"Whenever we read the obscene stories, the voluptuous debaucheries, the cruel and torturous executions, the unrelenting vindictiveness, with which more than half of the Bible is filled, it would be more consistent that we call it the word of a demon than the word of God. It is a history of wickedness that has served to corrupt and brutalize mankind.
"I do not believe in the creed professed by the Jewish Church, by the Roman Church, by the Greek Church, by the Turkish Church, by the Protestant Church, nor by any Church that I know of. My own mind is my own Church. Each of those churches accuse the other of unbelief; and for my own part, I disbelieve them all."
Sorry that there are so many quotes, but I narrowed it down to some of my favorites. My response is not to the OP's experience, nor to the personal beliefs held by anyone here, but the the statement that the founders of the USA were Christians.
Remember- The more you know>>>> .
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@Melody, I went to school B4 1954 and we DID Say Under GOD, it has been After 1954 and in these later years, that they have taken everything out of the schools. There is a GOD and Jesus and he Saves us from all our SINS.. If it wasn't for GOD none of us would be here today, because GOD is who Made The World... I will pray for everyone of U on here, that does not Believe..!! May God Bless You ALL!!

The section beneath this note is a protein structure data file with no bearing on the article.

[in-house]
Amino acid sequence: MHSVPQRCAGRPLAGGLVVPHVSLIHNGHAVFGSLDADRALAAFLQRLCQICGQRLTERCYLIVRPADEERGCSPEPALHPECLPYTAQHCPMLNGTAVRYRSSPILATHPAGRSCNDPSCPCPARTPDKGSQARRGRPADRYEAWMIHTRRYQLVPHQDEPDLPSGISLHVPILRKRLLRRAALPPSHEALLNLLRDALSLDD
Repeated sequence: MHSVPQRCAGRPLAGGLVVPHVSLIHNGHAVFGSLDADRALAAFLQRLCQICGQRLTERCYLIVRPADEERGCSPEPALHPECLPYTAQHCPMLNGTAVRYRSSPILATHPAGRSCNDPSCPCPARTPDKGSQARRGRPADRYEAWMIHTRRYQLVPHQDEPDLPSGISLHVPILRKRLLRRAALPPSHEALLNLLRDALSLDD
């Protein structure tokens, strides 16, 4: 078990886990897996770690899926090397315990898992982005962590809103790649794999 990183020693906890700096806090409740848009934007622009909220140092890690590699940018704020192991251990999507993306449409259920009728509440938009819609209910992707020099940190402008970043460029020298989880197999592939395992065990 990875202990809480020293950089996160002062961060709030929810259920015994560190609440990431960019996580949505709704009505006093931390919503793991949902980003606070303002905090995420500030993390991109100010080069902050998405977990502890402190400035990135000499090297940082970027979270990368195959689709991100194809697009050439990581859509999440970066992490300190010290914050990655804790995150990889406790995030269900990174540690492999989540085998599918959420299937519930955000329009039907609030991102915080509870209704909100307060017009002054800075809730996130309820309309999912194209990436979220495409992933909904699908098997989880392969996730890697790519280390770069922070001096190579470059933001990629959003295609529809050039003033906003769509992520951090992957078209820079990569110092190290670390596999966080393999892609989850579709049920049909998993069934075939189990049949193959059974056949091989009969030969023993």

Rose: The original Pledge of Allegiance was first published in the Sept. 8, 1892 issue of Youth's Companion, a weekly magazine then published in Boston. The original pledge contained the phrase "my flag," which was changed more than 30 years later to "flag of the United States of America." A 1954 act of Congress added the words "under God." (In 2002, the 9th Circuit U.S,. Court of Appeals ruled that recitation of the pledge in public schools could not include that phrase. In 2004, however, the U.S. Supreme Court voted to decline to decide the case on a technicality. The lower court's decision was thus overturned.)
The foregoing is a verbatim quote from the 2011 World Almanac and Book of Facts, page 497.
Some of us septuagenarian and octogenarian Americans went clear through high school saying (hand over heart and facing the classroom flag) the "God-less" pledge, you see? I myself had even graduated from university before Pres. Eisenhower added the phrase.
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Amber, your posts show just how distant our popular understanding of "god" and "religion" has become from how America's founders spoke. It's certainly fair to say that many signers of the Constitution and Declaration of Independence were not orthodox christians. It's another thing entirely to imply that, for that reason, America was not founded on Christian principles. It certainly was.
Take Madison, for example. Want to know why you don't see Jesus mentioned in the Constitution or Declaration? It was Madison who wrote that "better proof of reverence fo that holy name would be not to profane it by making it a topic of legislative discussion." Far from intenting to imply that the government he helped found was not Christian; the language of the Constitution was carefully chosen, for Christian reasons, to treat the name of God as holy. He even wrote that "Belief in a God All Powerful wise and good, is so essential to the moral order of the World and the happiness of man, that arguments to enforce it cannot be drawn from too many sources."